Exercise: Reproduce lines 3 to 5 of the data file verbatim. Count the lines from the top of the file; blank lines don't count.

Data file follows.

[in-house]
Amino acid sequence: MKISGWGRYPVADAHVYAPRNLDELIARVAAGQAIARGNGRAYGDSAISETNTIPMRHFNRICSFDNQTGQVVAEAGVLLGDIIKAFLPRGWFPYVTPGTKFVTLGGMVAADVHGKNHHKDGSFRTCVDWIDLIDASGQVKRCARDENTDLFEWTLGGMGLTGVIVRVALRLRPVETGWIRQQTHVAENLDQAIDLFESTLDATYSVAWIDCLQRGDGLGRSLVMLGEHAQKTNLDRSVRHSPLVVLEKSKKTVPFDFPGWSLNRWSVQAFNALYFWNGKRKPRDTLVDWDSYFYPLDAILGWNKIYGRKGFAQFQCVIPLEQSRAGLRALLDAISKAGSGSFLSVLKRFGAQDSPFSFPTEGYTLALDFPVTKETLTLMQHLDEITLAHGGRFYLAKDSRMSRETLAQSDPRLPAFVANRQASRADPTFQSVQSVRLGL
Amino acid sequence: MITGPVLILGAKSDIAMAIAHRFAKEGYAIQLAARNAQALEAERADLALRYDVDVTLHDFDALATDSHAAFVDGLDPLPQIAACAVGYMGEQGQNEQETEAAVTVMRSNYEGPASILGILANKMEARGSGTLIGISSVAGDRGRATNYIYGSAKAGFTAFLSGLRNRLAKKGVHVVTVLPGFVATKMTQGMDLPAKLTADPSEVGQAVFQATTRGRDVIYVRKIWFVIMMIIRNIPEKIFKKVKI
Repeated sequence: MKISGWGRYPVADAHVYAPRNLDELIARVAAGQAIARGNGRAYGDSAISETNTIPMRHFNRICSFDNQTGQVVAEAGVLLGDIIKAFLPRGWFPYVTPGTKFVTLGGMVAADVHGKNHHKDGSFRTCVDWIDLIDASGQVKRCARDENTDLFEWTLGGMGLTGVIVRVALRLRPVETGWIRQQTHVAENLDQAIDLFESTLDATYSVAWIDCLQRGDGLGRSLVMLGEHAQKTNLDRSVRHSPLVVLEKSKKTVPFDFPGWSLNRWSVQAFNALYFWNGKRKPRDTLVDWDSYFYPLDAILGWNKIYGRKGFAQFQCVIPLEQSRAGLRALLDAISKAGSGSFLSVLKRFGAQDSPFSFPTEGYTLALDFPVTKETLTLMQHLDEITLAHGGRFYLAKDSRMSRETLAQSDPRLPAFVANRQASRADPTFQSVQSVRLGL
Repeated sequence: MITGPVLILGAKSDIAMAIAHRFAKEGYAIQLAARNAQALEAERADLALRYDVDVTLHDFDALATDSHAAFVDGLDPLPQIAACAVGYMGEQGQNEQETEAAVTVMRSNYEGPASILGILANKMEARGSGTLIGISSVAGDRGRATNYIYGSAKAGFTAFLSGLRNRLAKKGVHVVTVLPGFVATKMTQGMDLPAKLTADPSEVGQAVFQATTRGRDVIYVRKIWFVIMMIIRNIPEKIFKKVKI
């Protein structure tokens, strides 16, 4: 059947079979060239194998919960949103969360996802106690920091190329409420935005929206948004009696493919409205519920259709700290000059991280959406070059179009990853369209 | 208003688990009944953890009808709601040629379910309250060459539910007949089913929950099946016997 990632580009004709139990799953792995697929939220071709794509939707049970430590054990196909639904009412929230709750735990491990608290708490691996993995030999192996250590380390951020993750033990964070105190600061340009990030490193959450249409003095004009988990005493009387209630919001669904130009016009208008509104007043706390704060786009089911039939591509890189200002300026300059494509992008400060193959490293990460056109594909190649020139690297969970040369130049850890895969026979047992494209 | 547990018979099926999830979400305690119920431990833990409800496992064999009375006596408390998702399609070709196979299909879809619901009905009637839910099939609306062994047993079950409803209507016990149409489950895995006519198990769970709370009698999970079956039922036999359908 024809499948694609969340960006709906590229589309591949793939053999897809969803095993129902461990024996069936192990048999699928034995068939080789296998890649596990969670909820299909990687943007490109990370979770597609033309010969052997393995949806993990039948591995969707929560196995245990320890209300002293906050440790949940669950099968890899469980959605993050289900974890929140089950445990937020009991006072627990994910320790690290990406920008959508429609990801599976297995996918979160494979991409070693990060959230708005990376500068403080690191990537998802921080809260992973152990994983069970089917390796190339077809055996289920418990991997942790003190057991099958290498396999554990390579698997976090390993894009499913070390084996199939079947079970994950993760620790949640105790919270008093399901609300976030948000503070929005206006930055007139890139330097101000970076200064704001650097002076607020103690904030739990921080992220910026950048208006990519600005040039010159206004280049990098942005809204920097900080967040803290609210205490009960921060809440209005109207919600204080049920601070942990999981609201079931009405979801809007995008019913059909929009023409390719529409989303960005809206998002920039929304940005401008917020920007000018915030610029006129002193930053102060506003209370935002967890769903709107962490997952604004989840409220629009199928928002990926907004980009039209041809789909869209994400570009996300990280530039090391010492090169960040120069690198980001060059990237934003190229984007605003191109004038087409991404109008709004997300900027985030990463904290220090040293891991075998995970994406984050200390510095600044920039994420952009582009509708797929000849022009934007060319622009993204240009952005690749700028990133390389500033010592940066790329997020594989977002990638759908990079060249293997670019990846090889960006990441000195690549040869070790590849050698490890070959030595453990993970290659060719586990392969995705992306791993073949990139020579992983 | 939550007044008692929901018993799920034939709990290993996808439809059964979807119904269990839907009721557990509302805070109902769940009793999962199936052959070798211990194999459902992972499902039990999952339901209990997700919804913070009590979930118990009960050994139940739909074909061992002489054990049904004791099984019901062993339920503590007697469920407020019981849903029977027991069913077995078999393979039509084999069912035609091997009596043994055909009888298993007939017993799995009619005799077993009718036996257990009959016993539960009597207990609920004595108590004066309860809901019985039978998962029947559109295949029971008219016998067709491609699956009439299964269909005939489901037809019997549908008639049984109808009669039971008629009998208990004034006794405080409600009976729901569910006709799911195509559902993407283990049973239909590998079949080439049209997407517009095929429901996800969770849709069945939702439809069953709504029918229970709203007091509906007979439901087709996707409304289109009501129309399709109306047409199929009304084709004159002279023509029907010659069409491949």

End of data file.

Amino acid sequence: MITGPVLILGAKSDIAMAIAHRFAKEGYAIQLAARNAQALEAERADLALRYDVDVTLHDFDALATDSHAAFVDGLDPLPQIAACAVGYMGEQGQNEQETEAAVTVMRSNYEGPASILGILANKMEARGSGTLIGISSVAGDRGRATNYIYGSAKAGFTAFLSGLRNRLAKKGVHVVTVLPGFVATKMTQGMDLPAKLTADPSEVGQAVFQATTRGRDVIYVRKIWFVIMMIIRNIPEKIFKKVKI
Repeated sequence: MKISGWGRYPVADAHVYAPRNLDELIARVAAGQAIARGNGRAYGDSAISETNTIPMRHFNRICSFDNQTGQVVAEAGVLLGDIIKAFLPRGWFPYVTPGTKFVTLGGMVAADVHGKNHHKDGSFRTCVDWIDLIDASGQVKRCARDENTDLFEWTLGGMGLTGVIVRVALRLRPVETGWIRQQTHVAENLDQAIDLFESTLDATYSVAWIDCLQRGDGLGRSLVMLGEHAQKTNLDRSVRHSPLVVLEKSKKTVPFDFPGWSLNRWSVQAFNALYFWNGKRKPRDTLVDWDSYFYPLDAILGWNKIYGRKGFAQFQCVIPLEQSRAGLRALLDAISKAGSGSFLSVLKRFGAQDSPFSFPTEGYTLALDFPVTKETLTLMQHLDEITLAHGGRFYLAKDSRMSRETLAQSDPRLPAFVANRQASRADPTFQSVQSVRLGL
Repeated sequence: MITGPVLILGAKSDIAMAIAHRFAKEGYAIQLAARNAQALEAERADLALRYDVDVTLHDFDALATDSHAAFVDGLDPLPQIAACAVGYMGEQGQNEQETEAAVTVMRSNYEGPASILGILANKMEARGSGTLIGISSVAGDRGRATNYIYGSAKAGFTAFLSGLRNRLAKKGVHVVTVLPGFVATKMTQGMDLPAKLTADPSEVGQAVFQATTRGRDVIYVRKIWFVIMMIIRNIPEKIFKKVKI